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Comment Re:non-ASCII (Score 1) 154

Yeap, I understand: as a computational linguist I'm rare and definitely not the main target of these fontmongers. For instance, I do Python or fst programming in which I occasionally need to embed non-ASCII (and non-Latin) characters in the code, such as Bangla (Bengali) or Arabic script characters. In Python, there are ways of dealing with such characters without embedding the characters themselves (e.g. by referring to their code points)--but it's often simpler to just use the characters. For instance if I want to write out a multi-character affix it's easiest to do so using a string consisting of the characters. And in the fst programs (xfst/lexc and more recently sfst), afaik I have to write out the individual characters.

Comment Re:That's messed up (Score 1) 203

Why do you think MightyMartian is a fake name? I thought everyone knew they had a climate crisis on Mars centuries (if not millenia) ago, and the subsequent drought is why they dug the canals. The CO2 in their atmosphere was a too-late attempt to increase the temperature before global cooling, er climate change, took over. The canals and the oases that Schiaparelli and Lowell saw in the late 19th century dried up during the early 1900s, giving rise to the dust storms that confronted the Soviet Mars 2 and 3, and American Mariner 9 probes in the early 1970s. MightyMartian is doubtless one of the survivors, sent to warn us about climate change. (The notion that Mars was attacking was due to a bug in their translator.)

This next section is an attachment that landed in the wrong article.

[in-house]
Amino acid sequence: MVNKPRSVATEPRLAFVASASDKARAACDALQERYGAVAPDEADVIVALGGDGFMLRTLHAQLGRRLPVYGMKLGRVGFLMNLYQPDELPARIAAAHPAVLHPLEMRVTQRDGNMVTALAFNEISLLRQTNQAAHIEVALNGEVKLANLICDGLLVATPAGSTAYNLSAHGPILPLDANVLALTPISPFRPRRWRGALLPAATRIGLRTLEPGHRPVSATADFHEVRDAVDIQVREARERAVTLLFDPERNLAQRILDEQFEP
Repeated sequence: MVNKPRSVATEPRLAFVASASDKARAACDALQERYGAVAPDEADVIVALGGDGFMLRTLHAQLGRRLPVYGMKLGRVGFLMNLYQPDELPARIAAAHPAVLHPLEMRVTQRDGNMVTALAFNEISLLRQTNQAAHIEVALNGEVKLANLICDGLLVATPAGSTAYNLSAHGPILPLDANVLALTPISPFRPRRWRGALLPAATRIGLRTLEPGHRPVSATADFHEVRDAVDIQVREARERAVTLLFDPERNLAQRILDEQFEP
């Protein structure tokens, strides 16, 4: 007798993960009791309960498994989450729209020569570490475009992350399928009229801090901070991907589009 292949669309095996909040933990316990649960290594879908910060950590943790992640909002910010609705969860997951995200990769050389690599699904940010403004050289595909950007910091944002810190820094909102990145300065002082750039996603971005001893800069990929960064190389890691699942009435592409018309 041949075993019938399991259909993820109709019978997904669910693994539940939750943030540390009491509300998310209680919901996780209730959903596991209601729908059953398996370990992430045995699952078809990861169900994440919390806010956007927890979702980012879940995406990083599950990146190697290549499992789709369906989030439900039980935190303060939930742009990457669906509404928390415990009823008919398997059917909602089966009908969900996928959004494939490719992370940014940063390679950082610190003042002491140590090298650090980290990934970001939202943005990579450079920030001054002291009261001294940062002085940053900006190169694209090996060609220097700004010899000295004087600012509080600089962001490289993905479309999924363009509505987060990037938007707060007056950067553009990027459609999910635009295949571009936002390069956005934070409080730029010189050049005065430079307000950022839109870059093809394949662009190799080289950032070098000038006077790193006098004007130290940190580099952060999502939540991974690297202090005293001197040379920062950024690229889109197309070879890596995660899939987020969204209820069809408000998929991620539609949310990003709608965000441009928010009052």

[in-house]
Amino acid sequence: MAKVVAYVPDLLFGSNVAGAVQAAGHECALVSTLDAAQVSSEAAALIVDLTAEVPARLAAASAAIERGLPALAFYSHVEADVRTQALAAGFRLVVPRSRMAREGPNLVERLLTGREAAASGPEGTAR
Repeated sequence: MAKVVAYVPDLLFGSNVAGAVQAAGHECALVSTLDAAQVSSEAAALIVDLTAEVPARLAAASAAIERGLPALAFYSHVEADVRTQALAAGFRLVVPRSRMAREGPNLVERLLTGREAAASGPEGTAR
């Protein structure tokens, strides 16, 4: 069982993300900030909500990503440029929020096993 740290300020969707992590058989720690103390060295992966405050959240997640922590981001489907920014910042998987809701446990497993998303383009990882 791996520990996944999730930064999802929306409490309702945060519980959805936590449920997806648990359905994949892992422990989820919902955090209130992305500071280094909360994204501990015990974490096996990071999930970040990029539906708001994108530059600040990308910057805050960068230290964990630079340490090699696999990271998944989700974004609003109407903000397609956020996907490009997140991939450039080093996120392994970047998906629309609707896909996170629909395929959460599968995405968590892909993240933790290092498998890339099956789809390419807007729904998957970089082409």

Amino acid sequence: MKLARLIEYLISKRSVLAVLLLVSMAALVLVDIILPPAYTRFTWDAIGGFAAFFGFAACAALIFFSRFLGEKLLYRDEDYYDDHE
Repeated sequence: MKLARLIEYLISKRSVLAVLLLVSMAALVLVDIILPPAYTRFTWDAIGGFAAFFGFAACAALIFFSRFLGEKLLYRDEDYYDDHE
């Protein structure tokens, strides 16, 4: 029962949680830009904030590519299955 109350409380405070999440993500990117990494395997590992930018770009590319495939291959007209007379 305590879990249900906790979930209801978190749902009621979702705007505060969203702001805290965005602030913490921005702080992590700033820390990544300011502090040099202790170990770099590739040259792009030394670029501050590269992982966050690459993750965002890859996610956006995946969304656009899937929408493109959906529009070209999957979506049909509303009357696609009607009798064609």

Comment Re:Alaska (Score 1) 203

Yeah, I'm wondering about that premise in the original article: (all?) dry areas will get drier, and (all?) wet areas wetter. How do we know it won't be the other way around? This can only be the prediction of a model, and the predictions from models, even the short term/ local ones, thus far don't strike me as very good. In particular, predictions about winter snowfall and hurricane seasons seem to have been way off for the last 10-20 years.

Comment pronunciation (Score 1) 46

I hope they can pronounce it. It's s.t. like [yotebur], at least that's what I recall from when I was there ten or twelve years ago. If English speaking people pronounce it the way it's spelled, the Vikings may start raiding our coasts.

Ok, just found it in the Wikipedia article, and it's [jtbrj]: that's a front rounded vowel in the first syllable, and a sort of [i] ('ee') on the end. I guess my pronunciation was/is pretty bad. But not as bad as it would be if I tried to use the spelling (and my English pronunciation) as a guide.

Comment AT&T vs. Verizon (Score 2) 136

I've always used Verizon (for several years now via Straighttalk), because on paper their coverage outside of cities looks better than the rest, including AT&T. But on several recent road trips between Baltimore and West Virginia on I-70 and I-68, I've had zero (as in zilch, none, nada) Verizon coverage from Hagerstown MD west to and including Fairmont WV, while my daughter's AT&T (Straighttalk) has fine coverage almost all the way. So I'm wondering whether the on-line maps I've found are really accurate. http://opensignal.com/ does seem to show Verizon disappearing past Hagerstown, and AT&T continuing, which at least in this case seems to match reality.

How reality is outside of the couple areas I've traveled, I don't know. Along the interstate is usually good, off that...YMMV.

"Floggings will continue until morale improves." -- anonymous flyer being distributed at Exxon USA

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